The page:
Both church and society at large have historically been reluctant to identify homes where domestic violence is taking place. Some of the most dangerous abusers are the most overtly religious, law abiding and outwardly respectable citizens. These can include leaders in churches, in society and in the workplace.
We need to Break this Silence.
It is always wrong for people to be terrorized, brutalized and beaten in their homes by the people they love. It is never right to teach our children to be next generation of abusers or to grow up to be a victim of abuse.
I don’t have time today to talk about how we can help but I hope you will join me next Wednesday the 11th at 4:30 for a discussion about Domestic Violence. How to recognize the symptoms of abuse. What to do or say when you think someone is being abused. How we can all help break the silence.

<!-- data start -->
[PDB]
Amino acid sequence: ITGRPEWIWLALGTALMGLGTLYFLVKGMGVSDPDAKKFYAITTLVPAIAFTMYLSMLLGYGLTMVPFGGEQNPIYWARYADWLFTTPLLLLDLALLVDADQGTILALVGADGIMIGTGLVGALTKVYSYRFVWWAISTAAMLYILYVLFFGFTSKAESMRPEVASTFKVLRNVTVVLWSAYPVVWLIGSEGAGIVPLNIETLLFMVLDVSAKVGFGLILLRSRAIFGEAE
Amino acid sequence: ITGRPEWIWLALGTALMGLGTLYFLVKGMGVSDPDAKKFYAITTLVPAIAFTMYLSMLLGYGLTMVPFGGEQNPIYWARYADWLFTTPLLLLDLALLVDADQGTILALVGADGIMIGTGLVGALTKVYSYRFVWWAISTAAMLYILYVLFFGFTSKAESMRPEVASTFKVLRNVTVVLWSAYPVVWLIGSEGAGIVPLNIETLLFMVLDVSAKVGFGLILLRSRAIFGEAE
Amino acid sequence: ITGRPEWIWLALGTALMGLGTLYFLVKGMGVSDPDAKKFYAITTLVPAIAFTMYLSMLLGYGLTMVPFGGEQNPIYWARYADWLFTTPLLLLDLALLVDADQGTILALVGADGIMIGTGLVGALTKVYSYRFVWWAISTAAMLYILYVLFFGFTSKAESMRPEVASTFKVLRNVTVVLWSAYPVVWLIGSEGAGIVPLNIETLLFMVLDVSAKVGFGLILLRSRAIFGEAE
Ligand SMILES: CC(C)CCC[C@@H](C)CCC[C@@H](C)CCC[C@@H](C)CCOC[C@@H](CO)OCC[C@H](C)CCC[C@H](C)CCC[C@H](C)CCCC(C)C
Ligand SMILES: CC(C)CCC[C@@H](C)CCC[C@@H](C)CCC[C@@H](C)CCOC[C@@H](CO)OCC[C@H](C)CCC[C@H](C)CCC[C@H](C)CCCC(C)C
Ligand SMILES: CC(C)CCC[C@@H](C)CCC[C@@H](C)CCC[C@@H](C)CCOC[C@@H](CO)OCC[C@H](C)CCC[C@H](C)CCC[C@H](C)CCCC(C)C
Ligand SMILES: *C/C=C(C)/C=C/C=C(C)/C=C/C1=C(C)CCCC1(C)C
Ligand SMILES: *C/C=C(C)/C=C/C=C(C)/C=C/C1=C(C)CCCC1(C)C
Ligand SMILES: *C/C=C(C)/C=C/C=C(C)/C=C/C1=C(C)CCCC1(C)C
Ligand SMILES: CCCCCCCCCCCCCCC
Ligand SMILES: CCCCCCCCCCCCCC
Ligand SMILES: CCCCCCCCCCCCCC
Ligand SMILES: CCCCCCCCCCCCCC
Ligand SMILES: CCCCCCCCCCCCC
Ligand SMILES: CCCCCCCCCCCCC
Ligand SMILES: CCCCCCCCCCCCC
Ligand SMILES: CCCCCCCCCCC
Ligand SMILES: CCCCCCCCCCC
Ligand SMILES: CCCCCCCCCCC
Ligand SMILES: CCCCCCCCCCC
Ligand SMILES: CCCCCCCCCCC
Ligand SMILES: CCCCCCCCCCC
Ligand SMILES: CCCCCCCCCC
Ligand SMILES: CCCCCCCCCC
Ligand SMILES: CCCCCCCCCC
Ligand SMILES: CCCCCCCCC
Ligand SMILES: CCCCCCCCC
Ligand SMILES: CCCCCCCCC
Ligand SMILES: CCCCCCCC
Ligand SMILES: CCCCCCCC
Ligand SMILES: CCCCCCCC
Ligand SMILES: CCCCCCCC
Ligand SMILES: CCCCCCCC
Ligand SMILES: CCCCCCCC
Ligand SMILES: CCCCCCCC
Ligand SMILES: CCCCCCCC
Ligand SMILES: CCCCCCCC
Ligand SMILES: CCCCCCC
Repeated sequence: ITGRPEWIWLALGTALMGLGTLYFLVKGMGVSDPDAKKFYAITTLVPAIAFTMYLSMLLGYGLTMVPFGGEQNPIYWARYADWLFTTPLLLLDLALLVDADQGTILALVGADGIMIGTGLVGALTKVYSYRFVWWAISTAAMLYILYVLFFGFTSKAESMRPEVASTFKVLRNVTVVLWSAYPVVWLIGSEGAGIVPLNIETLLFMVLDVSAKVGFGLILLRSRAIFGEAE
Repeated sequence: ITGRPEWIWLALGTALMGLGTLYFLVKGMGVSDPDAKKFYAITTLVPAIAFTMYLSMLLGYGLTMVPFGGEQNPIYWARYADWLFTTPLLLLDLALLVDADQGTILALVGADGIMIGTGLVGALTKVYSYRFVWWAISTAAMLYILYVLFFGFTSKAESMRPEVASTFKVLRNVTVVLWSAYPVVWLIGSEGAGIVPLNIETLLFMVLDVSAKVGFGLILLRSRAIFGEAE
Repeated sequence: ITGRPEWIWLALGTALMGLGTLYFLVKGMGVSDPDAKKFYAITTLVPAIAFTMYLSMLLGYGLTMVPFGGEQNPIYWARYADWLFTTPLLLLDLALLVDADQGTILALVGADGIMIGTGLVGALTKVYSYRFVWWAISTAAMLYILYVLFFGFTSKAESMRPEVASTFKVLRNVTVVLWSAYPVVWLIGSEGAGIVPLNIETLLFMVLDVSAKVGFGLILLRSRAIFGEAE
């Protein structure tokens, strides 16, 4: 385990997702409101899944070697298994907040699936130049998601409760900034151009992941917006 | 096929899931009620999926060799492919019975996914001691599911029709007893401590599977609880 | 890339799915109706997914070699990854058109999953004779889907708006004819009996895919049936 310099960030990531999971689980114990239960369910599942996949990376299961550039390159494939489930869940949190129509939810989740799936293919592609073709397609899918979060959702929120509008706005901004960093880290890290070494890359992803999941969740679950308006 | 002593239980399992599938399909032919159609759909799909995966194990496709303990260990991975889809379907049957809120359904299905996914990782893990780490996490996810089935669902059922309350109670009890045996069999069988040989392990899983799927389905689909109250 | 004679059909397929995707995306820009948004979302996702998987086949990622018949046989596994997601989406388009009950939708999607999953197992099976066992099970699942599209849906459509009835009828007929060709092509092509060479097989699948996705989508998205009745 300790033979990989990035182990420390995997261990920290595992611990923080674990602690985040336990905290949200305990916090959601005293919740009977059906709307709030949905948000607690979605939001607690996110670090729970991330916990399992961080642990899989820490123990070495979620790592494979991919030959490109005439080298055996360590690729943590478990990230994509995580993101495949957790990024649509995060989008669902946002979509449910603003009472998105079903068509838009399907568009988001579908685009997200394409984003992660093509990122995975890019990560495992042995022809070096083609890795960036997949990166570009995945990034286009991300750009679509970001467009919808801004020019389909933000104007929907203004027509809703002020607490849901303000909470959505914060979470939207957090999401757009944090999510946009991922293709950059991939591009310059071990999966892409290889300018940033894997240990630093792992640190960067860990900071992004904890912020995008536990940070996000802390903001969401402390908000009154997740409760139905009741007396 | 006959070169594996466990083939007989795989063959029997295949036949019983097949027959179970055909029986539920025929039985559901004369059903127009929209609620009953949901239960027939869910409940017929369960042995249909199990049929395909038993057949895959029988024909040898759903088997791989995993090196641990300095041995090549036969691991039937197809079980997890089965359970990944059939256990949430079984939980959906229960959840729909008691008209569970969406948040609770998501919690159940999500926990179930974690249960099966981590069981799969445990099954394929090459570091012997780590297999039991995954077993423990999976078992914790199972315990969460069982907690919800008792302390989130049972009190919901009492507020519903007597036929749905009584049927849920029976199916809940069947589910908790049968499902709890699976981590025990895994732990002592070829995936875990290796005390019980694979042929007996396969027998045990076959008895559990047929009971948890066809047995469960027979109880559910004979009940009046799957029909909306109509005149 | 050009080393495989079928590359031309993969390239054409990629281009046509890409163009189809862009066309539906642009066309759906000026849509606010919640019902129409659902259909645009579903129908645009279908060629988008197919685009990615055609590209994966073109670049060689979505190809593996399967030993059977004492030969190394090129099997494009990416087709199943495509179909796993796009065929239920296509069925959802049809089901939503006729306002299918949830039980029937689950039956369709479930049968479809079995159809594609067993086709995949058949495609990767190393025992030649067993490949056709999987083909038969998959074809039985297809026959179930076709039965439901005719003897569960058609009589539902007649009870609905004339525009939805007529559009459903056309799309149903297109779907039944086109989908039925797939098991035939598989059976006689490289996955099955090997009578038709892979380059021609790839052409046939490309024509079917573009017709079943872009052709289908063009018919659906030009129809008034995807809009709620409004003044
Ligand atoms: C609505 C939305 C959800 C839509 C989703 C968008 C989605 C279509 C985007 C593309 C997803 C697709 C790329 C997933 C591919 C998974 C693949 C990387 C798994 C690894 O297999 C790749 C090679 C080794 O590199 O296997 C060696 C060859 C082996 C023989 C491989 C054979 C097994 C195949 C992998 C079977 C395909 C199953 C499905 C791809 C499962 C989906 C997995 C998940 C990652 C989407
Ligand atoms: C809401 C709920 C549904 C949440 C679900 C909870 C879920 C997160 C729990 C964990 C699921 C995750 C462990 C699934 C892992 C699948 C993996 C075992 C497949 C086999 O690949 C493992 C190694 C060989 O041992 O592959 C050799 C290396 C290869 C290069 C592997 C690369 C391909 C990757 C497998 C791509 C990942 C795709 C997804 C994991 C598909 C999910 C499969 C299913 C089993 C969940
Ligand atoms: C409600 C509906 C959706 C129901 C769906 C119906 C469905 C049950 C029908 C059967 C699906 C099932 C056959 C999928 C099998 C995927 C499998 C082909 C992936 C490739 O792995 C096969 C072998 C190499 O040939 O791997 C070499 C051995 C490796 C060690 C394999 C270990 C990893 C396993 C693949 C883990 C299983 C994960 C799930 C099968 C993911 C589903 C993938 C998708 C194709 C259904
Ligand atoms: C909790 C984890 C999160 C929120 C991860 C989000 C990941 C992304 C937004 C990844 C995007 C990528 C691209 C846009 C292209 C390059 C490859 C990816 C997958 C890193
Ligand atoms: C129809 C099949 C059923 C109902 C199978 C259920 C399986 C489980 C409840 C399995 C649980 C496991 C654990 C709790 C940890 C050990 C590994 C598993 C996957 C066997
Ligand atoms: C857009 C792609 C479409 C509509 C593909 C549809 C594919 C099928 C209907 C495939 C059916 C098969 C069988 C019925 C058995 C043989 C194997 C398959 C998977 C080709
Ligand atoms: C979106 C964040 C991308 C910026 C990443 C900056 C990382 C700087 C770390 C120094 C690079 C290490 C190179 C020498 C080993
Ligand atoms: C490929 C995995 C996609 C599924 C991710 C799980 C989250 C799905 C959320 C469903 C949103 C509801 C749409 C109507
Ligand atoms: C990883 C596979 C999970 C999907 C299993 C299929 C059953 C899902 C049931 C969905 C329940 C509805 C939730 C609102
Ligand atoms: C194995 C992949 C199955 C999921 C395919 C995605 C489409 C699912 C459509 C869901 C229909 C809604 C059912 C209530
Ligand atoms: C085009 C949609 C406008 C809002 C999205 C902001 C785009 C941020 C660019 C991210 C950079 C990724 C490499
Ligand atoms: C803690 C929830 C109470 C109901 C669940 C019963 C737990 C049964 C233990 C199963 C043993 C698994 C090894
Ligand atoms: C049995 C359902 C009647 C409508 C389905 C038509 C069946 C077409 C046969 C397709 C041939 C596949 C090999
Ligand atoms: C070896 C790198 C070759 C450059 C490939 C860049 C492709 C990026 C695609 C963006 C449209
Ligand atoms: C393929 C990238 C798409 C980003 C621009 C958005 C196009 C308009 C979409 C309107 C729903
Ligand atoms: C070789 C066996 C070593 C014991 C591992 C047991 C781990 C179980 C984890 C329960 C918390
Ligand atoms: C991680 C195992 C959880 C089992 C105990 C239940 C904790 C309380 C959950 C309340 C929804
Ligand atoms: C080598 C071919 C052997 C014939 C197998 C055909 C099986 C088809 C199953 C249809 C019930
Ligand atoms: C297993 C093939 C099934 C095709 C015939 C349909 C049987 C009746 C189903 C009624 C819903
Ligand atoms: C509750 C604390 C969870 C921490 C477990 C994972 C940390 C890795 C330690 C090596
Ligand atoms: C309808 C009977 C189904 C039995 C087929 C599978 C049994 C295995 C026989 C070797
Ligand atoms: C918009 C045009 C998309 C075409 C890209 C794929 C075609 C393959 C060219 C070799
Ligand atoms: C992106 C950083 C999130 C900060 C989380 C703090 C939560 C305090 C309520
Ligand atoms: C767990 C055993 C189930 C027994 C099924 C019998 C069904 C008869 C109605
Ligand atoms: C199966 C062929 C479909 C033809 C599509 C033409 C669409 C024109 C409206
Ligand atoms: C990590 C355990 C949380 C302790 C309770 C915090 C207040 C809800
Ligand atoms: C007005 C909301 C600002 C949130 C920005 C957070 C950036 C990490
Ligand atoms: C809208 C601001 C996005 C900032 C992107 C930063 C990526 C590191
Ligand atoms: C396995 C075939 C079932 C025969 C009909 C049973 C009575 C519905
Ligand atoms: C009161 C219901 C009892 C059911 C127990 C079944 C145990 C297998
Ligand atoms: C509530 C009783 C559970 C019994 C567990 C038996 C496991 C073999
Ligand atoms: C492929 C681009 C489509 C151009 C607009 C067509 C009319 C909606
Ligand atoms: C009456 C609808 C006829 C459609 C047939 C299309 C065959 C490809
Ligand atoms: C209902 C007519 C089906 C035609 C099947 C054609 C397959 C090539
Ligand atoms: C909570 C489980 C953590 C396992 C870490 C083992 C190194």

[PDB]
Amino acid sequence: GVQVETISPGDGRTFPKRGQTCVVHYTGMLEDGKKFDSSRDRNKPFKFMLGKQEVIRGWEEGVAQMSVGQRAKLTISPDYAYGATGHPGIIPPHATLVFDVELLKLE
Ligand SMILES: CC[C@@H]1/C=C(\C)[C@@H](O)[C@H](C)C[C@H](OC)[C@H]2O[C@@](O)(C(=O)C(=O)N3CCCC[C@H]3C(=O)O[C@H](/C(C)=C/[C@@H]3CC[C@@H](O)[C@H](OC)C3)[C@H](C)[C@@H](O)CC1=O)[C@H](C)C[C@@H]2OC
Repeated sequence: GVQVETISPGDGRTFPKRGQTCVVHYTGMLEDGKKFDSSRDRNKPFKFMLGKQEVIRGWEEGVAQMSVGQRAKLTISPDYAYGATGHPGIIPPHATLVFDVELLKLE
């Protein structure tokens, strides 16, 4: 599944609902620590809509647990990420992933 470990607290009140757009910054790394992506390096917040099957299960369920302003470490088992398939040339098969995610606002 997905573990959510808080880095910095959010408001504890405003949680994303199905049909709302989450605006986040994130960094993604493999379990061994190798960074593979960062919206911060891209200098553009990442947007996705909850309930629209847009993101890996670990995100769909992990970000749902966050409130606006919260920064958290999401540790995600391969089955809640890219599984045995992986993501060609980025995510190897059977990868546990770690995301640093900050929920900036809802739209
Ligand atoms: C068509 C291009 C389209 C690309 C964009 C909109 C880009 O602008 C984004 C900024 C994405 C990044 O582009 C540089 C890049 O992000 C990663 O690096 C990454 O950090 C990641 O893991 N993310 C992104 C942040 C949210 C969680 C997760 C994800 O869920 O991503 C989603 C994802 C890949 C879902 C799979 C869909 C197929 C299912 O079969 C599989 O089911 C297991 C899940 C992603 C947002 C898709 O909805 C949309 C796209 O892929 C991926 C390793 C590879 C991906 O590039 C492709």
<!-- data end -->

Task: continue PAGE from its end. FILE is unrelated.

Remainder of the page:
At our baptism, and every time we renew our vows we promise to respect the dignity of every person. Jesus calls us to love our neighbors as ourselves. Today we read that we are called to follow Jesus, to be radical in our love for others as he was. He stood up and broke the silence when he stood up to the political and religious leaders about the social injustices of his time.
He is now calling us to follow him and to be radical and break the silence about domestic violence. There should be no doubt that God wants us to respond to the cry of all victims of domestic violence.
Let’s follow Jesus and break the silence.